Japan’s famous fashion school
Renowned for turning out some of the most imaginative designers in the Japanese fashion canon – graduates include couture luminaries Kenzo Takada, Yohji Yamamoto and Hiroko Koshino – Bunka Fashion College ranked eighth on the list of global fashion schools compiled by Business of Fashion in 2016. Its president for nearly 40 years, Sanae Kosugi, spoke to K magazine just before she retired from the post.
Japan’s most prestigious fashion institution sits along a busy thoroughfare in Tokyo, on the edge of the city’s skyscraper district in Shinjuku ward. Inside the school’s 20-storey glass and concrete building, a small exhibition of student work occupies one corner. It’s an arresting display of colour and contour that contrasts with the structure’s stark interior.
Alongside classic A-line coats are layered garments of supple leather held together with invisible seams; hooded jumpers edged with rows of ruffled fringe; and tent-like jackets imprinted with pixelated digital imagery and binary code superimposed on camouflage.
In the three decades following the first influx of progressive Japanese designers on the catwalks of Paris Fashion Week, the school has continued to foster new generations of talented students. These number Jun Takahashi, who created the punk-inflected label Undercover; Nigo, the pop-culture mastermind behind the brand A Bathing Ape; and Limi Yamamoto, daughter of Yohji, whose Limi Feu line of women’s wear redefines notions of femininity.
“People always ask me how Japanese designers come up with such original ideas,” says Sanae Kosugi, the former president of Bunka Gakuen (meaning academy or school) and dean of Bunka Fashion Graduate University. The answer, she posits, can be found in Japanese aesthetics – the wabi-sabi appreciation of imperfection and asymmetry inspired by nature that informs traditional arts and crafts such as calligraphy, tea ceremony and ceramics. “When autumn leaves fall onto the surface of a pond, we leave them there because they’re beautiful,” she tells K.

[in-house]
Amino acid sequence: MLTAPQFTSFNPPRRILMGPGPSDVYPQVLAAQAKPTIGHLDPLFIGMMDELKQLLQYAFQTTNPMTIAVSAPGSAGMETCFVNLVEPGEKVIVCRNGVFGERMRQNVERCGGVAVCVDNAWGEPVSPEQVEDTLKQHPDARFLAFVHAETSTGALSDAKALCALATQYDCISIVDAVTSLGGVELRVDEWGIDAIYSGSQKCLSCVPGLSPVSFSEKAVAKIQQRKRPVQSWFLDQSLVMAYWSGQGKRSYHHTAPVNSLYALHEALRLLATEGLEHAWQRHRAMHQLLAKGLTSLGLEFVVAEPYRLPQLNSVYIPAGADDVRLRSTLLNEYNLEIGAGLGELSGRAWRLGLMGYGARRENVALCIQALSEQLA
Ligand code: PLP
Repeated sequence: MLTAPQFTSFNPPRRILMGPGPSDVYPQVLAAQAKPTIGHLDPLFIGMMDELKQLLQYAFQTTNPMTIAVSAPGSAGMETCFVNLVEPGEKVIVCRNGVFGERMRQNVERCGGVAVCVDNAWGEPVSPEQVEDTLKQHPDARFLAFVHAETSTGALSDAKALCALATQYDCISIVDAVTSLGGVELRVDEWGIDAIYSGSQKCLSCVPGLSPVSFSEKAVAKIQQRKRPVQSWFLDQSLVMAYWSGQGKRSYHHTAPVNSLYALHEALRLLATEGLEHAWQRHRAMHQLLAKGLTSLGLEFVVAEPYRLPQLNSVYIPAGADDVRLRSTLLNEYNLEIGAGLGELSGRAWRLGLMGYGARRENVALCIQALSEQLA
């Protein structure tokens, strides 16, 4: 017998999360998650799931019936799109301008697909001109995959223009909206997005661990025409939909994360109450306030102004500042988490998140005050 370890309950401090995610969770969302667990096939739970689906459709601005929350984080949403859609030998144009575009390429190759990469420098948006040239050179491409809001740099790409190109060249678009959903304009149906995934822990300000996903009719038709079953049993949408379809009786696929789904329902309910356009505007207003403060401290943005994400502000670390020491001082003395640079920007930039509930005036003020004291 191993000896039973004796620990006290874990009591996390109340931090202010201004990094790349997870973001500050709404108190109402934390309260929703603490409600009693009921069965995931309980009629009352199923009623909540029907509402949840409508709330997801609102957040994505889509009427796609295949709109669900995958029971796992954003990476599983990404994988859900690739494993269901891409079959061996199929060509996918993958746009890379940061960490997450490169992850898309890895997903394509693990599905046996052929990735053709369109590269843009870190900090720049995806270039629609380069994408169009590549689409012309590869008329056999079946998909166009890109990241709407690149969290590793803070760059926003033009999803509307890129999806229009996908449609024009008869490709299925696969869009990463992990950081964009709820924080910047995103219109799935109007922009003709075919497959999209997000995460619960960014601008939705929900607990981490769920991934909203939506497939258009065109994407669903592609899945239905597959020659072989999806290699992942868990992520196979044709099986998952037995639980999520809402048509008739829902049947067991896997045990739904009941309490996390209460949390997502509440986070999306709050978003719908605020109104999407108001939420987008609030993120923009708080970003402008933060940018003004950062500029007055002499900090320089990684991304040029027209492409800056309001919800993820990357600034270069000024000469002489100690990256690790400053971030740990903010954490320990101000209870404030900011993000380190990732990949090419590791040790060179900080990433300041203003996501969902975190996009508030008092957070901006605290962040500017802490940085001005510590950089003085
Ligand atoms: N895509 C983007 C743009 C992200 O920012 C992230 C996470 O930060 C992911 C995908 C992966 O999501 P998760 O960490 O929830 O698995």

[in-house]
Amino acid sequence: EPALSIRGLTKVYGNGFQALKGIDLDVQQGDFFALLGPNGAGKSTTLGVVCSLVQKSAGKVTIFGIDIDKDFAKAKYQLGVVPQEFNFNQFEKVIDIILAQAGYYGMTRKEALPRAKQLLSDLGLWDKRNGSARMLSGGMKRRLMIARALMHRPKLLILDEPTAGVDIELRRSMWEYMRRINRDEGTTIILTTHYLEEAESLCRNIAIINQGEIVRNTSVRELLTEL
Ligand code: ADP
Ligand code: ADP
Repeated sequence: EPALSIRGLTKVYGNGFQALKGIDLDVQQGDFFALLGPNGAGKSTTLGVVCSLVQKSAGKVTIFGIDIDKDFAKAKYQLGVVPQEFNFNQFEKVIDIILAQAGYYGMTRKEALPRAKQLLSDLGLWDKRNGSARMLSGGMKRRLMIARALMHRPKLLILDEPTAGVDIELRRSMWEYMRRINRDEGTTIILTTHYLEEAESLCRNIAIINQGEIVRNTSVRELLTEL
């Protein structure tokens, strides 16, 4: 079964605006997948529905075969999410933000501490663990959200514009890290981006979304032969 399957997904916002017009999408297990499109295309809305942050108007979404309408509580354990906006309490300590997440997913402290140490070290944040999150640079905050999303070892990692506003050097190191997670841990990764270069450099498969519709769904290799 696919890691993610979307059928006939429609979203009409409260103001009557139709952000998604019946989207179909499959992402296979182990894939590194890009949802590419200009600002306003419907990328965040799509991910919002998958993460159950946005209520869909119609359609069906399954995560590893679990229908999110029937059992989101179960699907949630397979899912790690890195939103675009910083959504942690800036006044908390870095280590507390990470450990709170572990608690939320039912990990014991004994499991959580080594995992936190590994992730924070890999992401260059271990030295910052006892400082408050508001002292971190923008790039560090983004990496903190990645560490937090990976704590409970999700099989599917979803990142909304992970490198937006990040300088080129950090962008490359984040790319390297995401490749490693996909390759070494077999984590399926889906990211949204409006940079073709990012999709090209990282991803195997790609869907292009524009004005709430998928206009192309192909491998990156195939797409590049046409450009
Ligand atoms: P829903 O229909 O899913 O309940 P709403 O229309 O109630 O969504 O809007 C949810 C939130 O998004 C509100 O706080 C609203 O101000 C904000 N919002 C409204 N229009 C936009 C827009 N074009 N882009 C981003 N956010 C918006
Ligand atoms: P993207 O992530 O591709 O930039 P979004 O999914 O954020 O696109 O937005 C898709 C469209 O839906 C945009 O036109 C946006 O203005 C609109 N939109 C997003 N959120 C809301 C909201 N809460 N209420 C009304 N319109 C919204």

Figuring it out
Dressed in a red patterned blazer designed by Yohji Yamamoto – her classmate at Bunka – and a black Junya Watanabe skirt adorned with straps and buttons, she has the compact physique of a former gymnast and lively, expressive eyes.
Kosugi developed an interest in clothing at an early age and started crafting patterns from old newspapers when she was in grade school. “I had my first customer by the time I was in junior high,” she laughs, recalling a blouse that she made for her school’s custodian. Despite a schedule that includes delivering lectures and workshops around the country and overseas, she still finds time to sew and has published several books of patterns.
At Bunka, dressmaking is part of the curriculum for all students, and instruction begins with a comprehensive study of the human form. “Everyone has to learn how to make clothes, whether they specialise in design, marketing, or textiles,” she explains. “Fashion is something that moves people and enriches lives, but without an understanding of the body and ergonomics, it’s impossible to create.”
The school’s original textbooks contain detailed illustrations of the human skeleton and major muscle groups. At the start of each year, the college takes measurements of the students and uses the data to create mannequins based on the average proportions of the class. As a result, the models are more representative of real figures than the standard Wolf or Dritz dummies used at other fashion institutes.